Our objective in producing today's special story package, Corporate Philanthropy, is to spotlight how the Philadelphia area's businesses and nonprofits are contributing to our community. We believe that the stories here will both educate and inspire our readers.
The cornerstone of Corporate Philanthropy is an interview with Eagles defensive end Chris Long, who last year donated his salary, first, to allow two children to attend his alma mater, then to bring educational equity to disadvantaged youth in Philadelphia, St. Louis and Boston. Long exemplifies the philanthropic spirit that is the heart of this section.
RELATED STORIES: Will tax cuts lead to more donations? | Eagles' Chris Long: 'Fans can be the backbone' of charitable work | Choosing the right charity | How companies can set philanthropic strategies | How top volunteers make a difference | Future looks bright, thanks to cooperation | Transformational giving helps people get a slice of the pie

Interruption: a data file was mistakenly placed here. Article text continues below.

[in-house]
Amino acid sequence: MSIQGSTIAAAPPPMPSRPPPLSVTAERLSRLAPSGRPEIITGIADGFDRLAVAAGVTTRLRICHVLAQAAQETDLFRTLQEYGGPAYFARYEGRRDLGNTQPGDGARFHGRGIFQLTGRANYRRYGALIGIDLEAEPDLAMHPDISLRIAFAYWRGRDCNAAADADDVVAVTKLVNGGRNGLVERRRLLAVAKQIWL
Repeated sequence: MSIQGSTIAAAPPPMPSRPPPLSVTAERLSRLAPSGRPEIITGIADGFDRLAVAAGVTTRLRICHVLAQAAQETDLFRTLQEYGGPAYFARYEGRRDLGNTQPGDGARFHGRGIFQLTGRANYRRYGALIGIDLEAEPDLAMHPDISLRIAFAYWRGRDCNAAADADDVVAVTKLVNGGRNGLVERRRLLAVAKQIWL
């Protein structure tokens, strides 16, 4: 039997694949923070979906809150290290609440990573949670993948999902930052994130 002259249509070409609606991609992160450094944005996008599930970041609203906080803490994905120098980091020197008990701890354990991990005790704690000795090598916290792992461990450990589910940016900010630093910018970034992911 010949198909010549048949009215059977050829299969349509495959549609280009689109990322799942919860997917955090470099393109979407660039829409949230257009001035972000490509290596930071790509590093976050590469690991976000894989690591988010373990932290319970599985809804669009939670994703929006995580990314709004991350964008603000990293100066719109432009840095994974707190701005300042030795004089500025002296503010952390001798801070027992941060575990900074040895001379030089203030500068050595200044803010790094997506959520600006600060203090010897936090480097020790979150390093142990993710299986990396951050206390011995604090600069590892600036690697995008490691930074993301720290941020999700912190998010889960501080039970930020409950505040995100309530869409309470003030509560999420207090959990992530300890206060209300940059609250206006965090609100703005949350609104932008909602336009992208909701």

All the stories are designed to educate and inspire: Choosing the charity that fits your business model. Philanthropic strategies for companies. Who are the top volunteers in the area? How the new tax law will impact charitable giving. And why Philadelphia's giving lags behind other cities – including Pittsburgh.
Twenty-five nominated companies – including notables like Comcast, Independence Blue Cross, and Bank of America – and individuals will be recognized at the inaugural Corporate Philanthropy Conference & Awards. Presented by M&T Bank and sponsored by the United Way of Greater Philadelphia and Southern New Jersey, the event is Monday from 11 a.m. to 2 p.m. at the Crystal Tea Room. Chris Long is the keynote speaker, plus there will be a panel discussion about philanthropy, a nonprofit expo and an awards ceremony. Click here to register.
All proceeds from the conference will support The Lenfest Institute for Journalism, the nonprofit organization whose mission is to sustain top-quality local journalism. Founded in 2016 by philanthropist Gerry Lenfest, the Institute recently announced that it is participating in a $20 million program with the Knight Foundation to support the Inquirer and other Philadelphia journalism organizations.